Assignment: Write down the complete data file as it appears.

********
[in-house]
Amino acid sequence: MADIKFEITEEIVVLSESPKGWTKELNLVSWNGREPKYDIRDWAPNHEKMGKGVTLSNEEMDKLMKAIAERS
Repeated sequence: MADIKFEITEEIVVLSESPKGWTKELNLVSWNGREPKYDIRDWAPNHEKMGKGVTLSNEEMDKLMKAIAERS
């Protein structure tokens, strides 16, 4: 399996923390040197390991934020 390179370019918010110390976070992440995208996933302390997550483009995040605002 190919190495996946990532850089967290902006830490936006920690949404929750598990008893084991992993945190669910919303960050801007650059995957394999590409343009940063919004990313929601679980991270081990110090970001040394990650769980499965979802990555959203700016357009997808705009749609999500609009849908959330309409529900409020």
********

[in-house]
Amino acid sequence: MADIKFEITEEIVVLSESPKGWTKELNLVSWNGREPKYDIRDWAPNHEKMGKGVTLSNEEMDKLMKAIAERS
Repeated sequence: MADIKFEITEEIVVLSESPKGWTKELNLVSWNGREPKYDIRDWAPNHEKMGKGVTLSNEEMDKLMKAIAERS
């Protein structure tokens, strides 16, 4: 399996923390040197390991934020 390179370019918010110390976070992440995208996933302390997550483009995040605002 190919190495996946990532850089967290902006830490936006920690949404929750598990008893084991992993945190669910919303960050801007650059995957394999590409343009940063919004990313929601679980991270081990110090970001040394990650769980499965979802990555959203700016357009997808705009749609999500609009849908959330309409529900409020």